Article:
Kent Robertson

Well obviously with our collision and mechanical repair shops the volume we’ve seen in the parts sales was through those customers. So you know that kind of points to the fact that our fulfilment rates were getting better. We think that our parts programs to quality programs are getting better and we are starting to have conversations with lots of other folks in the industry just to get in the game where we have initially had opportunities before.

So we’ll provide a little more detail on that one at the next quarter call but as far as the volume of the parts and what we are doing with our customers we see that moving well, we see opportunity in the adjacent markets being well received. We talked to a collision shop and the issue is and has been for recycled OE parts that the demand exceeds the supply. So you know as we get more inventory and more distribution, I think that we can help close that gap a little bit, at least in our small way.

So what we’d like to see is going to take I think several quarters and years that have a play out is the alternative parts usage is it got to a place last year and kind of flattened out in the 37%, 38% range. We think that as we continue to get our network built out and have more high quality parts available to the market that, you know that potentially goes up a little bit more. So not necessarily just taking shares really more about from other recyclers so forth, it’s really more about getting awareness and the quality parts out there to have more opportunity.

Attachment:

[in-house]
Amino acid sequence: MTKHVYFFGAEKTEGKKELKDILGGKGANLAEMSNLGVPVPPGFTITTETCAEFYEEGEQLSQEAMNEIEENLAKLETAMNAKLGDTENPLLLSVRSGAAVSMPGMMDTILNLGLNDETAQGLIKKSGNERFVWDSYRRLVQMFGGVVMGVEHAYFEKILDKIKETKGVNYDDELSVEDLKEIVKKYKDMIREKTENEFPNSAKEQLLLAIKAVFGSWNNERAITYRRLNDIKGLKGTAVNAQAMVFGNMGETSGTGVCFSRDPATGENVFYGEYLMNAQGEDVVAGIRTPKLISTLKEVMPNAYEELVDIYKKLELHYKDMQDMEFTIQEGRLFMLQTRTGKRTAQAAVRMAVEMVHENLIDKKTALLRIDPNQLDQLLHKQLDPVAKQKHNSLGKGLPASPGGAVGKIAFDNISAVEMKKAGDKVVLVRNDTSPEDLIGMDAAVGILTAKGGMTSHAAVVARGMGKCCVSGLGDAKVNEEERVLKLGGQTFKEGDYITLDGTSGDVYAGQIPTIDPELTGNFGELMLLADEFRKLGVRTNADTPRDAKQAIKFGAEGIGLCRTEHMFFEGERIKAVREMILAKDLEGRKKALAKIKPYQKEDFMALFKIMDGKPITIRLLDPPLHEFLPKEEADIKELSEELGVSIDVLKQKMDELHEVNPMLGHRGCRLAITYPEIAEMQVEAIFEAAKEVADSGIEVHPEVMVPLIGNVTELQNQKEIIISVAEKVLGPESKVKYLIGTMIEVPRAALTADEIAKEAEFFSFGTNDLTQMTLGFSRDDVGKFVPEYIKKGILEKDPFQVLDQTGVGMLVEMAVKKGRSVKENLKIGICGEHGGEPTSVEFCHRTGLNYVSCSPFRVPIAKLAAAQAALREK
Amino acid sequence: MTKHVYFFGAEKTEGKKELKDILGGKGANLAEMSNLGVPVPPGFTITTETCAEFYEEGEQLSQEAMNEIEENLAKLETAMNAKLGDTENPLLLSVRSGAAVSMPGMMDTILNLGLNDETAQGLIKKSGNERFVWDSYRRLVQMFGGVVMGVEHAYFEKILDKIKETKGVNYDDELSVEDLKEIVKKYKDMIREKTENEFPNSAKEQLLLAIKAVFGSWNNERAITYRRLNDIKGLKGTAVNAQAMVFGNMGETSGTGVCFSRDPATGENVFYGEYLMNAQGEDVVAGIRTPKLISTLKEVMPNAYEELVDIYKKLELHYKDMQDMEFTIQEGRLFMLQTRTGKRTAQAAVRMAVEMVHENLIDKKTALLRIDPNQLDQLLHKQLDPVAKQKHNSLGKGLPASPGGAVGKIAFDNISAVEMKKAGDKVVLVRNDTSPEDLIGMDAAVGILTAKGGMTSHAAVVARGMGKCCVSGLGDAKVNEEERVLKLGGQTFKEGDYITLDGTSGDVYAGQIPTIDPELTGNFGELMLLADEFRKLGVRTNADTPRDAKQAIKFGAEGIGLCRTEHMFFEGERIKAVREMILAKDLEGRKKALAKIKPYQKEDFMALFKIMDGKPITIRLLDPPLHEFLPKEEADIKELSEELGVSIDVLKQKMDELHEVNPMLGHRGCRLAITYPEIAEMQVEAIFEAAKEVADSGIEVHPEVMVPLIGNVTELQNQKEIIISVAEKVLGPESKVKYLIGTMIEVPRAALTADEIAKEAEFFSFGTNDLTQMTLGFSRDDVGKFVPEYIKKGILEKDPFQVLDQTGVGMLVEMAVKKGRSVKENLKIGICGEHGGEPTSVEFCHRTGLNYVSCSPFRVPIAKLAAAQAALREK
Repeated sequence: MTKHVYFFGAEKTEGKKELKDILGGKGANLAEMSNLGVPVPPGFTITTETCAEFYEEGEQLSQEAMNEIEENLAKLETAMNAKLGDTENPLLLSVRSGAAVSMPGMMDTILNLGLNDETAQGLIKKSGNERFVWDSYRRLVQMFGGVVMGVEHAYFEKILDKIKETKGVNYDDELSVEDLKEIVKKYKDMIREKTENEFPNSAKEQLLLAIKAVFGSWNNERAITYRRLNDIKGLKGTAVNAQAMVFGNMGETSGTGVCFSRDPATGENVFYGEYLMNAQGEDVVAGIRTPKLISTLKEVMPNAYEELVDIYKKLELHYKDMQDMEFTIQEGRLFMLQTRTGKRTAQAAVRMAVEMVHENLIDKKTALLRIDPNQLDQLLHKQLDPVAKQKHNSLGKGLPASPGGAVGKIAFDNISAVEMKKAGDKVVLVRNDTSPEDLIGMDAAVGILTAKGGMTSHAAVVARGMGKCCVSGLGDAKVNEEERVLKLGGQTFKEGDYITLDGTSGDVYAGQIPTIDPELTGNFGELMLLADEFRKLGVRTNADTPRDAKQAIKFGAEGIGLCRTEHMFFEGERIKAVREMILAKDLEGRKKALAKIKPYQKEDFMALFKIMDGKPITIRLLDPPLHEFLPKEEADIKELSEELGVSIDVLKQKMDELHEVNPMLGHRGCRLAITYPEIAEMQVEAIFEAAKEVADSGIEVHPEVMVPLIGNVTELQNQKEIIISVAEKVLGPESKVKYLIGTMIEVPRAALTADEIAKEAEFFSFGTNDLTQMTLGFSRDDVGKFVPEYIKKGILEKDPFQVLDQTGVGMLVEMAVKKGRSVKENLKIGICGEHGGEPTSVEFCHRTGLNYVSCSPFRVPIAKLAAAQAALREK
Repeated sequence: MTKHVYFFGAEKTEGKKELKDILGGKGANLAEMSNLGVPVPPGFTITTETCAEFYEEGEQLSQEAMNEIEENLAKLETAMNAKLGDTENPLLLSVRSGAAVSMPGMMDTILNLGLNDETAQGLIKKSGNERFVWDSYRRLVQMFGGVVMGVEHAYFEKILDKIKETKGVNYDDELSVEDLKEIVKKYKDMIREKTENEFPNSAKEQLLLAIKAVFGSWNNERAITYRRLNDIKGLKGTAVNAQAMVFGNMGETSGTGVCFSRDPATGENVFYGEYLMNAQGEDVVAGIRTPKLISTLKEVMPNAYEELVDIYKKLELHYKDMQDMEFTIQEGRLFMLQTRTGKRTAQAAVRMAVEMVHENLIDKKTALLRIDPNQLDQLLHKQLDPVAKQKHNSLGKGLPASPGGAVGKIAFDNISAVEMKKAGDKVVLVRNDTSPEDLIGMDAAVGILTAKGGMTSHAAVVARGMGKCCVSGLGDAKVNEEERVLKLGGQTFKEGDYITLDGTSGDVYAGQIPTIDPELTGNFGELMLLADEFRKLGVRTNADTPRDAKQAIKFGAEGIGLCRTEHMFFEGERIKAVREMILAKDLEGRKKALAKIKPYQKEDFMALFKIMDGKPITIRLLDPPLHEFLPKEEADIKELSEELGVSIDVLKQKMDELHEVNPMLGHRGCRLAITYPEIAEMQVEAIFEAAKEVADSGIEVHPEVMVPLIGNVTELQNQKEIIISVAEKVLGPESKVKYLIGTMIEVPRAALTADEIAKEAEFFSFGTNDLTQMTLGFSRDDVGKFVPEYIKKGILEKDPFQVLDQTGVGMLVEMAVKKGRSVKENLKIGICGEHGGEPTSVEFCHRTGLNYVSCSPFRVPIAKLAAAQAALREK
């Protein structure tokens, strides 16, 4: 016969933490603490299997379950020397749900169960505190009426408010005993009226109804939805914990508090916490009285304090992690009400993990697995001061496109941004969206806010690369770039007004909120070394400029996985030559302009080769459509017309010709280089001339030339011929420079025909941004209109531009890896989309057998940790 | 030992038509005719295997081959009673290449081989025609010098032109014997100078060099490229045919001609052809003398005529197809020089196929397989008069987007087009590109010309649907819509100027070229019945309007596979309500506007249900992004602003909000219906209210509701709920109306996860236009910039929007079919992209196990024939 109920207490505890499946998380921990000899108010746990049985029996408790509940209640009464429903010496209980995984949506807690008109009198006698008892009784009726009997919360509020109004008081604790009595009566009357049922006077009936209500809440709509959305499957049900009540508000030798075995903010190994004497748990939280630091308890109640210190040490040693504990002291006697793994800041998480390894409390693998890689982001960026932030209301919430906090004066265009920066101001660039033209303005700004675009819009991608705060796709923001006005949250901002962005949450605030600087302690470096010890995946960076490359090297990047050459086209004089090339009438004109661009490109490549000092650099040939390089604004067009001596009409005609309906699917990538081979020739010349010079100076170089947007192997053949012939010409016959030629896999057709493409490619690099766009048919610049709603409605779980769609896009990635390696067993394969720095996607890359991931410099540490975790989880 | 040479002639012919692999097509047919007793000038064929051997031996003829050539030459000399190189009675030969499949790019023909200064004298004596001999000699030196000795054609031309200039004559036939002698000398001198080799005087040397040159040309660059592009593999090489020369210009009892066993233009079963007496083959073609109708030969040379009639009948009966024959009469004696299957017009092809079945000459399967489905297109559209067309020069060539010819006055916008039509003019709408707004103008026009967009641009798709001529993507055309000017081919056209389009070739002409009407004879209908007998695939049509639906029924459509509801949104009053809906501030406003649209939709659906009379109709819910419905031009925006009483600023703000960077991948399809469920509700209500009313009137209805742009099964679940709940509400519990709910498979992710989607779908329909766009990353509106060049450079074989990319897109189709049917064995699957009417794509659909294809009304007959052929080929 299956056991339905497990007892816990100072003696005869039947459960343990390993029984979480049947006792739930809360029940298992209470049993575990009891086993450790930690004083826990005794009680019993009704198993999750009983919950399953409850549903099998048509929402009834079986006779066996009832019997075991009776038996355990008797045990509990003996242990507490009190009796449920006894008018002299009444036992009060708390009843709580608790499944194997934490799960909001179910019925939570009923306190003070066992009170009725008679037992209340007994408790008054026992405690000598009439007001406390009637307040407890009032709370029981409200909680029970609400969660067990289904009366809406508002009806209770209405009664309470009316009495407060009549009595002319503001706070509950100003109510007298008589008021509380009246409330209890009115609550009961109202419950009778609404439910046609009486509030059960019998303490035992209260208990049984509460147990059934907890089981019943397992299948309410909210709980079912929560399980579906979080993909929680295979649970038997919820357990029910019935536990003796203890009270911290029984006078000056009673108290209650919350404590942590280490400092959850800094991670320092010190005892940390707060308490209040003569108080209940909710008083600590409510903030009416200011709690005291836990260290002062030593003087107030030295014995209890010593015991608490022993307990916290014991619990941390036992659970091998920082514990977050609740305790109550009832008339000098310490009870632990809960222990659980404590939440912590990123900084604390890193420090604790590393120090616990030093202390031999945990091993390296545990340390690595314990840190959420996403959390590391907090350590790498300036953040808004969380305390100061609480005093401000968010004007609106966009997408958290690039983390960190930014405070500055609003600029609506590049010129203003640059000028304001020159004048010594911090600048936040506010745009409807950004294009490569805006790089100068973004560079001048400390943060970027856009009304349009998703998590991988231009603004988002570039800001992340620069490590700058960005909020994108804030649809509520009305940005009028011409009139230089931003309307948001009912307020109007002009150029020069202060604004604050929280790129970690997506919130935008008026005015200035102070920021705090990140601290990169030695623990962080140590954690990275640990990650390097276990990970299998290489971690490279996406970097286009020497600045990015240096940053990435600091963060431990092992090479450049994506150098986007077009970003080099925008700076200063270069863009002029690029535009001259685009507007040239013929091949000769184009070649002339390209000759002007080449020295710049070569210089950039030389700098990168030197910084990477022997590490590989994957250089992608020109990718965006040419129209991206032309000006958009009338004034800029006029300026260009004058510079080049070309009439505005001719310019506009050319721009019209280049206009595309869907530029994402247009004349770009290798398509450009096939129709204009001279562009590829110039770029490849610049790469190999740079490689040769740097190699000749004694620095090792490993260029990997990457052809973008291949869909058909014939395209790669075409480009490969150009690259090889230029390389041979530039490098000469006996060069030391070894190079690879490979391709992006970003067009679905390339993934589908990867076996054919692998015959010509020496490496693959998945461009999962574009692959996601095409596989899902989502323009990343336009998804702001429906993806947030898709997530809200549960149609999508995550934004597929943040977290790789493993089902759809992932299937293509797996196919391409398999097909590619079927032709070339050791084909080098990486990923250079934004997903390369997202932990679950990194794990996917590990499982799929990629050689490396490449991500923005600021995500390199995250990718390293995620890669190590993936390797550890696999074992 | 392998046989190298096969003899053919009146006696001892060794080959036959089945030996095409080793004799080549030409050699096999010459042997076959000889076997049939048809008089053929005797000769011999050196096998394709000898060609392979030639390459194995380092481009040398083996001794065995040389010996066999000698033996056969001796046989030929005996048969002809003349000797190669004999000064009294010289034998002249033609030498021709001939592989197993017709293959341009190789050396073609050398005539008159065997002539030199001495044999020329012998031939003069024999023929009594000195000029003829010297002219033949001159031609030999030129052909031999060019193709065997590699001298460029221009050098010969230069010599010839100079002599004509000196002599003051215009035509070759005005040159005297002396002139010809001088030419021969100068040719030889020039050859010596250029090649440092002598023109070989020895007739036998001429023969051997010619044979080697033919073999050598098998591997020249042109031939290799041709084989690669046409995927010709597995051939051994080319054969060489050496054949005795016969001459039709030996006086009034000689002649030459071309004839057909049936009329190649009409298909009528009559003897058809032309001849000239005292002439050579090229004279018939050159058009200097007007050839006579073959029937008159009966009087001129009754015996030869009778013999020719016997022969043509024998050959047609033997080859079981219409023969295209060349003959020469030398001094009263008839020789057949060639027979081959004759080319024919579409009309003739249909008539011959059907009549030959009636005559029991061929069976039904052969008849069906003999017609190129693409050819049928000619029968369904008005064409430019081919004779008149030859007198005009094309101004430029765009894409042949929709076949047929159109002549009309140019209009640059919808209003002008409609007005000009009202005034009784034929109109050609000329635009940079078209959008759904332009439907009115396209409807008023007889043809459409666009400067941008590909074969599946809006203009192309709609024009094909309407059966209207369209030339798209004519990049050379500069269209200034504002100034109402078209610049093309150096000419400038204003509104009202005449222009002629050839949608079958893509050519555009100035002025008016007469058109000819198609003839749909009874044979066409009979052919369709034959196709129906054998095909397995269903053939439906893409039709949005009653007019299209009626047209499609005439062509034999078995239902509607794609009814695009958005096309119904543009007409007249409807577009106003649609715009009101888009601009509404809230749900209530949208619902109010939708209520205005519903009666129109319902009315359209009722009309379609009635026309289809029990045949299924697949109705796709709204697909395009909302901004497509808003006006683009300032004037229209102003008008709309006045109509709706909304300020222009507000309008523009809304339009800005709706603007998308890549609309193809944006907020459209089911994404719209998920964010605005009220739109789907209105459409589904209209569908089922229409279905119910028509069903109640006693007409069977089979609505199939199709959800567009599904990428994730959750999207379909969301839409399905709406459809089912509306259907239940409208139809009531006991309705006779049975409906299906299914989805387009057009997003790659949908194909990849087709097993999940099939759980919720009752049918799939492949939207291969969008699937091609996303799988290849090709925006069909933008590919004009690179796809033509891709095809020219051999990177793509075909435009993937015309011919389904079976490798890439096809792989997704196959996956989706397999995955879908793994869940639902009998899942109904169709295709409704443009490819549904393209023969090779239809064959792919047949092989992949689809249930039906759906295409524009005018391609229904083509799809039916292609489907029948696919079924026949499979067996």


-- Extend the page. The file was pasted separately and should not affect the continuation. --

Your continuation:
Joel Tiss

That’s great. Thank you so much.

Kent Robertson

Thank you.

Operator

Thank you. And our last question comes from Bijel Doshi of Norwood Capital. Your line is now open.

Bijel Doshi

Hey good morning. Thank you guys for the additional disclosure, really helpful. Just wanted to make sure I am thinking about building blocks correctly. So if I take a look at your slide in the fourth quarter it seems like EBITDA was now adjusted about $2.2 million. You guys have talked about 9 million of professional fees that you know I think and I’m just assuming on a more normalized that 3 million to 4 million, so if I kind of run rate that I get 14 million of EBITDA on a base business as it stands today.